Sometimes you just want to get through life covered in bubble wrap.
Not only is therapeutically satisfying to pop but you’ll be protected from the harshness of the world however impractical.
The Citroën C4 Cactus is, so far, the closest thing you’ll get to that inside a motor vehicle.
I was again handed the keys to one – this time in the auto diesel version (keeping in mind the model only comes in this variant and a manual petrol).
The distinctive Airbumps are the most obvious part of the car protecting the main panels from dents and scratches (although you have to be sure to run into trouble only where they are placed).
For more on them and customisation options click here.
But the Airbumps aren’t the only defining feature of the Citroën Cactus.
It was noted, even at the launch, that the auto is somewhat tricky to drive and does tend to lurch forward especially on 2nd and 3rd as it slips into gear.
The trick is to ease off the pedal as you accelerate before stepping down again much like you operate a left foot clutch.
If it tickles your fancy you have the availability of paddle shifters for gear changes but they aren’t really necessary.
The Cactus’ idiosyncrasies don’t stop there which is no surprise in a Citroën.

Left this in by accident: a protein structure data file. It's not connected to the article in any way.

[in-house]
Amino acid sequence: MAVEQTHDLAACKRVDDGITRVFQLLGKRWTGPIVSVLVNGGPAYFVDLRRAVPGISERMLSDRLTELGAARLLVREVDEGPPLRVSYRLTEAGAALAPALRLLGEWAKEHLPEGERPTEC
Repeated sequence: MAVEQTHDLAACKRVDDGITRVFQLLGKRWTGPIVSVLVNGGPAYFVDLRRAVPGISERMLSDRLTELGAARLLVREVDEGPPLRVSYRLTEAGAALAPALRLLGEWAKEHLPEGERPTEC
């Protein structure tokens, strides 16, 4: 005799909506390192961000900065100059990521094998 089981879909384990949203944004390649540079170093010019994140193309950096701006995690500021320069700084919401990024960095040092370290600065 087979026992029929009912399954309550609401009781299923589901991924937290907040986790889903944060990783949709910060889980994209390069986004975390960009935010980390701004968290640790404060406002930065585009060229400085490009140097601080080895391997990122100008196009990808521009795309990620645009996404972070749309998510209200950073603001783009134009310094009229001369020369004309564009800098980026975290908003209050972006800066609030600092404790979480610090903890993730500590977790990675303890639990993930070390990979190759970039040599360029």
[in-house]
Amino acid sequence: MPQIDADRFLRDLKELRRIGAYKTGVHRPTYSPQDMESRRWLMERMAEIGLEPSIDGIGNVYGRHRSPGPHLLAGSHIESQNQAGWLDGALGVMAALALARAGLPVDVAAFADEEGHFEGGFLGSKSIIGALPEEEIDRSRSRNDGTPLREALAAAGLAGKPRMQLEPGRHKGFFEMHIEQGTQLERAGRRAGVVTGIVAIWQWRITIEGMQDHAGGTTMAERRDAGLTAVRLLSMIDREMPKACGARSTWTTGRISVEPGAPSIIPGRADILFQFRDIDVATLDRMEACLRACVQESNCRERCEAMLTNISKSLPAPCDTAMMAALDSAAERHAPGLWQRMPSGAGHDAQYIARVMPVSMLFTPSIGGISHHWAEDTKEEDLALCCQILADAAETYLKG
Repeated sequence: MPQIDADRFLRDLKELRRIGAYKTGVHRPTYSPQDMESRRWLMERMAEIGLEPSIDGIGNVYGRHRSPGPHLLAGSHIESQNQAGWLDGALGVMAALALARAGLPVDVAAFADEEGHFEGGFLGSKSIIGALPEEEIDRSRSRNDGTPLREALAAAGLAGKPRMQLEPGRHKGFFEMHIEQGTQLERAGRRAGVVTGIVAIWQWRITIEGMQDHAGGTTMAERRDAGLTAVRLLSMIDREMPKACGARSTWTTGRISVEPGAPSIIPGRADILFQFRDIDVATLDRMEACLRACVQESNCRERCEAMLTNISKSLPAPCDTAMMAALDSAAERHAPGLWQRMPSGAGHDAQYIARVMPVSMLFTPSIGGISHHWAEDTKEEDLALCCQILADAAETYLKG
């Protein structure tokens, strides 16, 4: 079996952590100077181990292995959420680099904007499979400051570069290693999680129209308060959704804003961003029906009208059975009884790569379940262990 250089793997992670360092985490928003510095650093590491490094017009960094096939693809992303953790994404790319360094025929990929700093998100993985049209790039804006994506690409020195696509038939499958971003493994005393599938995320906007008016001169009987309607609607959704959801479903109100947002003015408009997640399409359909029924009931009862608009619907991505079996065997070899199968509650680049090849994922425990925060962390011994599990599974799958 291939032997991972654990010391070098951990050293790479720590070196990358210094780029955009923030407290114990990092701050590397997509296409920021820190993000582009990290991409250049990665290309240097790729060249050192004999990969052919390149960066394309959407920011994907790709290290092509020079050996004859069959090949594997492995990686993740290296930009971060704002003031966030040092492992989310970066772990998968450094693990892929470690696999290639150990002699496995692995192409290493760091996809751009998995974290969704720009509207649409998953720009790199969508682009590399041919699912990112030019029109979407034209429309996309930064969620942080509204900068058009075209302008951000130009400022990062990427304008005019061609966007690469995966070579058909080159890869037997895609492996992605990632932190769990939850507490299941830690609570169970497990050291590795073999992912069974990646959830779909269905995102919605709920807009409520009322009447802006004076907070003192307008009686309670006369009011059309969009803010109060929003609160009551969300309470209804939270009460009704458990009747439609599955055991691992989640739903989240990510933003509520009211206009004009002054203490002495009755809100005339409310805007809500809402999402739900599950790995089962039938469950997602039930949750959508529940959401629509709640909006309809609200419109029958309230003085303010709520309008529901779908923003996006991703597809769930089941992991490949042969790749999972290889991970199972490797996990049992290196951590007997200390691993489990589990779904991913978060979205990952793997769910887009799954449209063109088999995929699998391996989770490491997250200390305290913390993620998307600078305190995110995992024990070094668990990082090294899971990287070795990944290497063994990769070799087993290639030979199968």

An aircraft style handbrake in place of the conventional variety which is actually quite ergonomic.
In front of this is the gear selector in the form of buttons on the dash.
It’s different but in fact rather convenient and logical with the large ‘D’, ‘N’, ‘R’, keeping it simple for us dopey kids.
The fabric front seats are connected in the middle as well as being wide and flat in design give a more bench look.
The auto also comes with a triangular fold down armrest not found in the manual.
Overall, the cabin is open and spacious given the vehicle’s size with more room for the front passenger thanks to a top box replacing the glove box.
This is incorporated into the otherwise flat dashboard that is only highlighted by the protruding touch screen and driver’s HUD.
I would say the steering wheel could do with a little more padding and feels a bit a anorexic for my liking.
Once you get past the initial acceleration, the drive is competent and changes in speed are more receptive.
The transmission and acceleration may not provide the best experience but the diesel engine affords great fuel economy supporting the manufacturer’s claim of being the most efficient non-hybrid model.
5 and a half litres per 100km during one week of driving gets the thumbs up in my books.
This economy, the colour combination choices and it’s all round uniqueness will appeal to drivers looking for something different.
I still prefer the manual model but the diesel automatic Citroën C4 Cactus is still liveable once you get used to it.
NUTS and BOLTS – 2016 Citroën C4 Cactus Diesel
Engine: 1.6L turbo diesel producing 68kW and 230Nm
Transmission: Six-speed semi-auto
Warranty: Six years
Safety: Not tested
Price: from $29,990